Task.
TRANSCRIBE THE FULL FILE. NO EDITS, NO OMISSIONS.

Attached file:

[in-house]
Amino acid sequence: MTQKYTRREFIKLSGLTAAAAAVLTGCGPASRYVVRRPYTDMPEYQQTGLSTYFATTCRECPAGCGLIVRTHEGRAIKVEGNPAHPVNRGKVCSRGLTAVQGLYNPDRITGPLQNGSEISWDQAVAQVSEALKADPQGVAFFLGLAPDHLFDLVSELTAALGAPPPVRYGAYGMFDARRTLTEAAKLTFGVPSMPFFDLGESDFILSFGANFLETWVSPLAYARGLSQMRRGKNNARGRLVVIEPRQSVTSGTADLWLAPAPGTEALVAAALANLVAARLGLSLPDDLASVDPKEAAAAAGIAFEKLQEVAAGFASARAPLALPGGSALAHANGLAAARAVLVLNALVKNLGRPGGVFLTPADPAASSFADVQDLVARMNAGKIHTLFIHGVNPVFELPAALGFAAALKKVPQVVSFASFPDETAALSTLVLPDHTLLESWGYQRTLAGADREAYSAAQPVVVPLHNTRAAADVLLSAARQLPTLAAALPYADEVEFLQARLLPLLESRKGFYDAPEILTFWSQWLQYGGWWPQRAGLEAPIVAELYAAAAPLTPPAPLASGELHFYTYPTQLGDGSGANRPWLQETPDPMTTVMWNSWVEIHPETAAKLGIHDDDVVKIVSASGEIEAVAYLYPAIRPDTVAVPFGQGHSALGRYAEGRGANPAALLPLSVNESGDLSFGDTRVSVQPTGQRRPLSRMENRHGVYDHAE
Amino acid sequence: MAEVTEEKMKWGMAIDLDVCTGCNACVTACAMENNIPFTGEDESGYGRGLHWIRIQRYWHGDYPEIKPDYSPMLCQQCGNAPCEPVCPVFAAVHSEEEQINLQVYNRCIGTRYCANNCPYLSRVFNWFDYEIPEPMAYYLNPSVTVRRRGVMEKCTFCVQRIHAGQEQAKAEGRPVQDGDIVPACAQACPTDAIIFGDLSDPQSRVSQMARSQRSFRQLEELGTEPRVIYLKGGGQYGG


[in-house]
Amino acid sequence: MTQKYTRREFIKLSGLTAAAAAVLTGCGPASRYVVRRPYTDMPEYQQTGLSTYFATTCRECPAGCGLIVRTHEGRAIKVEGNPAHPVNRGKVCSRGLTAVQGLYNPDRITGPLQNGSEISWDQAVAQVSEALKADPQGVAFFLGLAPDHLFDLVSELTAALGAPPPVRYGAYGMFDARRTLTEAAKLTFGVPSMPFFDLGESDFILSFGANFLETWVSPLAYARGLSQMRRGKNNARGRLVVIEPRQSVTSGTADLWLAPAPGTEALVAAALANLVAARLGLSLPDDLASVDPKEAAAAAGIAFEKLQEVAAGFASARAPLALPGGSALAHANGLAAARAVLVLNALVKNLGRPGGVFLTPADPAASSFADVQDLVARMNAGKIHTLFIHGVNPVFELPAALGFAAALKKVPQVVSFASFPDETAALSTLVLPDHTLLESWGYQRTLAGADREAYSAAQPVVVPLHNTRAAADVLLSAARQLPTLAAALPYADEVEFLQARLLPLLESRKGFYDAPEILTFWSQWLQYGGWWPQRAGLEAPIVAELYAAAAPLTPPAPLASGELHFYTYPTQLGDGSGANRPWLQETPDPMTTVMWNSWVEIHPETAAKLGIHDDDVVKIVSASGEIEAVAYLYPAIRPDTVAVPFGQGHSALGRYAEGRGANPAALLPLSVNESGDLSFGDTRVSVQPTGQRRPLSRMENRHGVYDHAE
Amino acid sequence: MAEVTEEKMKWGMAIDLDVCTGCNACVTACAMENNIPFTGEDESGYGRGLHWIRIQRYWHGDYPEIKPDYSPMLCQQCGNAPCEPVCPVFAAVHSEEEQINLQVYNRCIGTRYCANNCPYLSRVFNWFDYEIPEPMAYYLNPSVTVRRRGVMEKCTFCVQRIHAGQEQAKAEGRPVQDGDIVPACAQACPTDAIIFGDLSDPQSRVSQMARSQRSFRQLEELGTEPRVIYLKGGGQYGG